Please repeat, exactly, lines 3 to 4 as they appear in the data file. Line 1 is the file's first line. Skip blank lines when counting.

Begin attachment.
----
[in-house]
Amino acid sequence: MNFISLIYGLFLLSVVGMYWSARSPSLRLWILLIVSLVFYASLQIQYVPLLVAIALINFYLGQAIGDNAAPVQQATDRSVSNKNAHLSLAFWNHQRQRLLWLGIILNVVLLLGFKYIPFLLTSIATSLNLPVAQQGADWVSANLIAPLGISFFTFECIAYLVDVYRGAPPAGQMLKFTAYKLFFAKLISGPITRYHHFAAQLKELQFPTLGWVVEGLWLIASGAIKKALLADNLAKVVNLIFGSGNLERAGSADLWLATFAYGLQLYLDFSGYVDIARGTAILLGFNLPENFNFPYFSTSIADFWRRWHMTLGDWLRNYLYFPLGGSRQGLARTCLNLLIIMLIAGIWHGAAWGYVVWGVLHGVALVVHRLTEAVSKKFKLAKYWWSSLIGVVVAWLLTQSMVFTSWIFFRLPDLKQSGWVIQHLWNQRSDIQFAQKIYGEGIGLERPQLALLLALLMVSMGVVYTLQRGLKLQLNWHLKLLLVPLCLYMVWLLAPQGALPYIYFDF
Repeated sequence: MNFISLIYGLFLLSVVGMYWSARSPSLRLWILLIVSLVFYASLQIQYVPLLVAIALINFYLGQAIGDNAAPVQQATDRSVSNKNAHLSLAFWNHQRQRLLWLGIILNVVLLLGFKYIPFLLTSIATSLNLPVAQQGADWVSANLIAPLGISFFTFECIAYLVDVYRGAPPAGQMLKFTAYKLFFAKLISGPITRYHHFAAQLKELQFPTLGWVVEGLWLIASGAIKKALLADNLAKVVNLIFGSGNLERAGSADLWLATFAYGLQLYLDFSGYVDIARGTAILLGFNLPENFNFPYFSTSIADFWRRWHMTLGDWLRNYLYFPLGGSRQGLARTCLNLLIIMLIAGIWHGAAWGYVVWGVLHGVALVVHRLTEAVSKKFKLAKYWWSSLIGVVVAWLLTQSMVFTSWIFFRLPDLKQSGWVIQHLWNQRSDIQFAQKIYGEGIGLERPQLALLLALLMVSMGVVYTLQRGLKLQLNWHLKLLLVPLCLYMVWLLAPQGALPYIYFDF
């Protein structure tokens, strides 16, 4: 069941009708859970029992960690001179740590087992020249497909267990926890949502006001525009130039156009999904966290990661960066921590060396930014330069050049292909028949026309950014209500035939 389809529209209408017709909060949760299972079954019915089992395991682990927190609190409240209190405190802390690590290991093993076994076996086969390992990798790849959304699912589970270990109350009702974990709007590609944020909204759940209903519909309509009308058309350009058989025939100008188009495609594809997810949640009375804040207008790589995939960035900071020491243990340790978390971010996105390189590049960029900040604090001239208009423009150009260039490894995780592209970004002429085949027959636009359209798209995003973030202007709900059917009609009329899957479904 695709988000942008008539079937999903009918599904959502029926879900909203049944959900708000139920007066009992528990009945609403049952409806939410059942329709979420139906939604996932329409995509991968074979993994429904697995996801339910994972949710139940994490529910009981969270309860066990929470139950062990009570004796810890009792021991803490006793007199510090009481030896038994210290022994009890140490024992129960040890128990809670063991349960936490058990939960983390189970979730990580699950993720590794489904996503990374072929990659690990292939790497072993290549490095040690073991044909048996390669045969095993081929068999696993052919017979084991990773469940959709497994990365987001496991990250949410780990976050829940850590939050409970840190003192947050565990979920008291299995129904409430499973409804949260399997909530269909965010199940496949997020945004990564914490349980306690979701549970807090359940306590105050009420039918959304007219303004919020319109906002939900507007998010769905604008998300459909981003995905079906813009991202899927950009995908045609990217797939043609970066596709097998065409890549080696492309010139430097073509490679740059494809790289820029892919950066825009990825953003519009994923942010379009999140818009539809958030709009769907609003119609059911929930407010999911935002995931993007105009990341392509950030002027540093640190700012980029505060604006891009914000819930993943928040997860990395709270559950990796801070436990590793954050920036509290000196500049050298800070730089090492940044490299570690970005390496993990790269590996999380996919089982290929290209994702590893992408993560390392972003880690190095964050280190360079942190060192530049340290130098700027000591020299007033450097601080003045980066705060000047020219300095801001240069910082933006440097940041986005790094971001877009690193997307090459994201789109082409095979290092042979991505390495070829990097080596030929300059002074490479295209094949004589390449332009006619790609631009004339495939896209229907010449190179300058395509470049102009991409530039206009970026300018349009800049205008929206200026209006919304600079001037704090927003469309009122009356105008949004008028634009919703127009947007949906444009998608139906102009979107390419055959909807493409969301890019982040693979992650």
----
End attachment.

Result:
Repeated sequence: MNFISLIYGLFLLSVVGMYWSARSPSLRLWILLIVSLVFYASLQIQYVPLLVAIALINFYLGQAIGDNAAPVQQATDRSVSNKNAHLSLAFWNHQRQRLLWLGIILNVVLLLGFKYIPFLLTSIATSLNLPVAQQGADWVSANLIAPLGISFFTFECIAYLVDVYRGAPPAGQMLKFTAYKLFFAKLISGPITRYHHFAAQLKELQFPTLGWVVEGLWLIASGAIKKALLADNLAKVVNLIFGSGNLERAGSADLWLATFAYGLQLYLDFSGYVDIARGTAILLGFNLPENFNFPYFSTSIADFWRRWHMTLGDWLRNYLYFPLGGSRQGLARTCLNLLIIMLIAGIWHGAAWGYVVWGVLHGVALVVHRLTEAVSKKFKLAKYWWSSLIGVVVAWLLTQSMVFTSWIFFRLPDLKQSGWVIQHLWNQRSDIQFAQKIYGEGIGLERPQLALLLALLMVSMGVVYTLQRGLKLQLNWHLKLLLVPLCLYMVWLLAPQGALPYIYFDF
């Protein structure tokens, strides 16, 4: 069941009708859970029992960690001179740590087992020249497909267990926890949502006001525009130039156009999904966290990661960066921590060396930014330069050049292909028949026309950014209500035939 389809529209209408017709909060949760299972079954019915089992395991682990927190609190409240209190405190802390690590290991093993076994076996086969390992990798790849959304699912589970270990109350009702974990709007590609944020909204759940209903519909309509009308058309350009058989025939100008188009495609594809997810949640009375804040207008790589995939960035900071020491243990340790978390971010996105390189590049960029900040604090001239208009423009150009260039490894995780592209970004002429085949027959636009359209798209995003973030202007709900059917009609009329899957479904 695709988000942008008539079937999903009918599904959502029926879900909203049944959900708000139920007066009992528990009945609403049952409806939410059942329709979420139906939604996932329409995509991968074979993994429904697995996801339910994972949710139940994490529910009981969270309860066990929470139950062990009570004796810890009792021991803490006793007199510090009481030896038994210290022994009890140490024992129960040890128990809670063991349960936490058990939960983390189970979730990580699950993720590794489904996503990374072929990659690990292939790497072993290549490095040690073991044909048996390669045969095993081929068999696993052919017979084991990773469940959709497994990365987001496991990250949410780990976050829940850590939050409970840190003192947050565990979920008291299995129904409430499973409804949260399997909530269909965010199940496949997020945004990564914490349980306690979701549970807090359940306590105050009420039918959304007219303004919020319109906002939900507007998010769905604008998300459909981003995905079906813009991202899927950009995908045609990217797939043609970066596709097998065409890549080696492309010139430097073509490679740059494809790289820029892919950066825009990825953003519009994923942010379009999140818009539809958030709009769907609003119609059911929930407010999911935002995931993007105009990341392509950030002027540093640190700012980029505060604006891009914000819930993943928040997860990395709270559950990796801070436990590793954050920036509290000196500049050298800070730089090492940044490299570690970005390496993990790269590996999380996919089982290929290209994702590893992408993560390392972003880690190095964050280190360079942190060192530049340290130098700027000591020299007033450097601080003045980066705060000047020219300095801001240069910082933006440097940041986005790094971001877009690193997307090459994201789109082409095979290092042979991505390495070829990097080596030929300059002074490479295209094949004589390449332009006619790609631009004339495939896209229907010449190179300058395509470049102009991409530039206009970026300018349009800049205008929206200026209006919304600079001037704090927003469309009122009356105008949004008028634009919703127009947007949906444009998608139906102009979107390419055959909807493409969301890019982040693979992650």